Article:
Conflicts & War

Palestinian workers from Gaza displaced in West Bank without option of return

By Joan Mas Autonell

Bethlehem, West Bank, Oct 20 (EFE).- The lives of Palestinians in Gaza employed in Israeli territory took a turn after the Oct. 7 attack on Israel by the Islamist group Hamas.

Thousands of these workers had their work permits annulled and were displaced to the West Bank, without the option of returning to the Gaza Strip.

“I want to go back (to my family) to live and die together,” Fuad, a worker from the Gazan city of Khan Younis, told EFE.

After the war started, he left the metallurgical workshop in the city of Modin where he was employed and moved to the occupied West Bank, like many other Palestinians who were among the 17,000 Gazans with employment permits in Israel.

Fuad, 64, had left his wife and two children to look for work in Israel. “The situation in Gaza was very difficult before the war, there was no money and no aid,” he said.

However, the current war “is the worst of all,” said Fuad, who now lost his job and left him stranded in the occupied West Bank separated from his family, threatened by bombs.

“The moment I can enter Gaza, I’ll go there,” he said from a community center in the Deheisha refugee camp in Bethlehem city, where he’s staying with nearly two hundred other Gaza Palestinians who now have nowhere to go.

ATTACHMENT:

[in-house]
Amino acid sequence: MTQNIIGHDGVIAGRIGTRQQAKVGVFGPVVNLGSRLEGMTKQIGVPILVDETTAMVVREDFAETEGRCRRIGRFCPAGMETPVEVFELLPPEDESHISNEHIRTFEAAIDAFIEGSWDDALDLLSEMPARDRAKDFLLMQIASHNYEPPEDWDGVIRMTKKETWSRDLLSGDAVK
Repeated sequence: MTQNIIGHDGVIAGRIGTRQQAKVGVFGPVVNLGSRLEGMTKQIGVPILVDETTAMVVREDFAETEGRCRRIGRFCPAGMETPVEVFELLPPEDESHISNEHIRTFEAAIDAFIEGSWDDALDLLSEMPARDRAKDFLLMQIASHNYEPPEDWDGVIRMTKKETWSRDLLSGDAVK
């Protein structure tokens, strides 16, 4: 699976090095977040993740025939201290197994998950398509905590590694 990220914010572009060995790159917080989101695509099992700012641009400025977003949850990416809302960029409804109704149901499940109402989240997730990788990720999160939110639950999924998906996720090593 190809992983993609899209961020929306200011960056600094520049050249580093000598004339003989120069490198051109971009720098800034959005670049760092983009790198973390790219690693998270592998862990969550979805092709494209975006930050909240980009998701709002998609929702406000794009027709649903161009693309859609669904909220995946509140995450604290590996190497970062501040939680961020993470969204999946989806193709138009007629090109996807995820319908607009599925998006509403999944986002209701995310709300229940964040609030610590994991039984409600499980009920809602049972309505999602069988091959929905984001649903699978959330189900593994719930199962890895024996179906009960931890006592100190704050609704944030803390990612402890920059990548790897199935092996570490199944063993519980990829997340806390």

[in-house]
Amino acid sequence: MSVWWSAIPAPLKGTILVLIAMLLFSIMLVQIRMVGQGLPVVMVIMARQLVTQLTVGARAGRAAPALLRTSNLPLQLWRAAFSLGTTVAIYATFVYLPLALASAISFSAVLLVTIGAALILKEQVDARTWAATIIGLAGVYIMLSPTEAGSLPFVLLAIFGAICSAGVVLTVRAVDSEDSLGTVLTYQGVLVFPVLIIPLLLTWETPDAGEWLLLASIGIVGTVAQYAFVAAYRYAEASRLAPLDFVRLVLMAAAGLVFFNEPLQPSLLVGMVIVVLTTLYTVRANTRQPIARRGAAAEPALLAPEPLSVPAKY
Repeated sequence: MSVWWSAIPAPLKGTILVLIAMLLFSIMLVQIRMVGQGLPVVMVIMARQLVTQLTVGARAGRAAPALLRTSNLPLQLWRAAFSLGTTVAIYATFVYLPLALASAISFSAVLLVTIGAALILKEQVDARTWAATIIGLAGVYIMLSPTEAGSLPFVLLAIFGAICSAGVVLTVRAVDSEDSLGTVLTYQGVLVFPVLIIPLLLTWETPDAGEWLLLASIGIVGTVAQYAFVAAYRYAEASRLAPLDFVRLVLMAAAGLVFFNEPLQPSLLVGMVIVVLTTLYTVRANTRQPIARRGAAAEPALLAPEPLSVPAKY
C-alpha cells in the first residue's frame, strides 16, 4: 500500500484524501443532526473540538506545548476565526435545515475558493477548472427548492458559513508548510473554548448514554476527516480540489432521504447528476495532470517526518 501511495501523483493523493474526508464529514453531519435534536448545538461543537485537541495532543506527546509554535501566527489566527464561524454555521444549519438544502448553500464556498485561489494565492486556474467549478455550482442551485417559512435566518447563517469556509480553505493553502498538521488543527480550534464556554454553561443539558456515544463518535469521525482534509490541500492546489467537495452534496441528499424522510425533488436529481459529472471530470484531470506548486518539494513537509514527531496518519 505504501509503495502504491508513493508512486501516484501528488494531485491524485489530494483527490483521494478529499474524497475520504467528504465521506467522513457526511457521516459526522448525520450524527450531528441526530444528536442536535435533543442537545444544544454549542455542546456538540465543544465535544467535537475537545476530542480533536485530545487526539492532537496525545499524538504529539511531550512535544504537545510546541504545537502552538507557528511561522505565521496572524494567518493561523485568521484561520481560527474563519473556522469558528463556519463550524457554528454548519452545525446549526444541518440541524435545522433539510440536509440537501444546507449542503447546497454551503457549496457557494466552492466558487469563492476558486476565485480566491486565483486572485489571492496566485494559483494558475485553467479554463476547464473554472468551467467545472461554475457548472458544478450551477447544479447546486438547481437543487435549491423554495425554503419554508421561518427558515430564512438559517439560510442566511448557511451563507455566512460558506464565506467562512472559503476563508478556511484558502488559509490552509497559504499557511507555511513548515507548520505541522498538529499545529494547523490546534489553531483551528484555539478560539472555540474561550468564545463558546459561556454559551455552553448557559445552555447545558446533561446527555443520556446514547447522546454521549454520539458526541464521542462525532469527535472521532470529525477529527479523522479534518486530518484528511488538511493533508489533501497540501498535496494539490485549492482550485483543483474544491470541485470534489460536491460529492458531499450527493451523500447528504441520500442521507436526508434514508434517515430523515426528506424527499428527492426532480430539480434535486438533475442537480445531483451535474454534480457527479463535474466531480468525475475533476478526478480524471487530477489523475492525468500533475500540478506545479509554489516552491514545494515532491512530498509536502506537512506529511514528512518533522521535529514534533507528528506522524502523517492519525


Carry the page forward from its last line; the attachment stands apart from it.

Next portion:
They are currently receiving help from the locals, who have organized themselves to help them with food, clothing, mattresses and logistical support.

A similar situation exists in many other parts of the West Bank, such as the cities of Ramallah, Jericho, Nablus and Hebron, where thousands of Gazatians are sheltered in university centers, public pavilions, hotels and family homes.

“The people and local authorities take care of them,” Palestinian analyst Jamal Zakout told EFE, while estimating some 10,000-15,000 Gaza workers displaced over the West Bank.

“Israel fired and canceled work permits for all Gazans who worked there,” despite the fact that Israeli authorities rigorously reviewed their cases to dismiss ties with Hamas or political or armed factions in Gaza, he underlined.

“We don’t know what will happen or what will become of us,” another Gaza worker, who did not reveal his identity, told EFE. He left his job at a clothing store in Tel Aviv two weeks ago to go to the West Bank on the recommendation of the company’s bosses.

After reaching Ramallah, the de facto capital of the Palestinian National Authority (PNA), he was referred to the Deheisha camp in Bethlehem, where he has been spending time worrying about his wife and six children as relentless Israeli bombings continued in the Gaza Strip.

Some 3,800 deaths have been recorded so far in the Gaza Strip so far.

Like other Gazans, the 50-year-old feared he was no longer safe in Israel after the Hamas attack, unprecedented in the country’s 75-year history, and since which more than 1,400 people have died in the Jewish land.

“There was fear, we feared revenge,” added Fuad, who believed the current war may take time, but “nothing will be the same again,” neither for Israel nor for the Palestinians in Gaza. EFE


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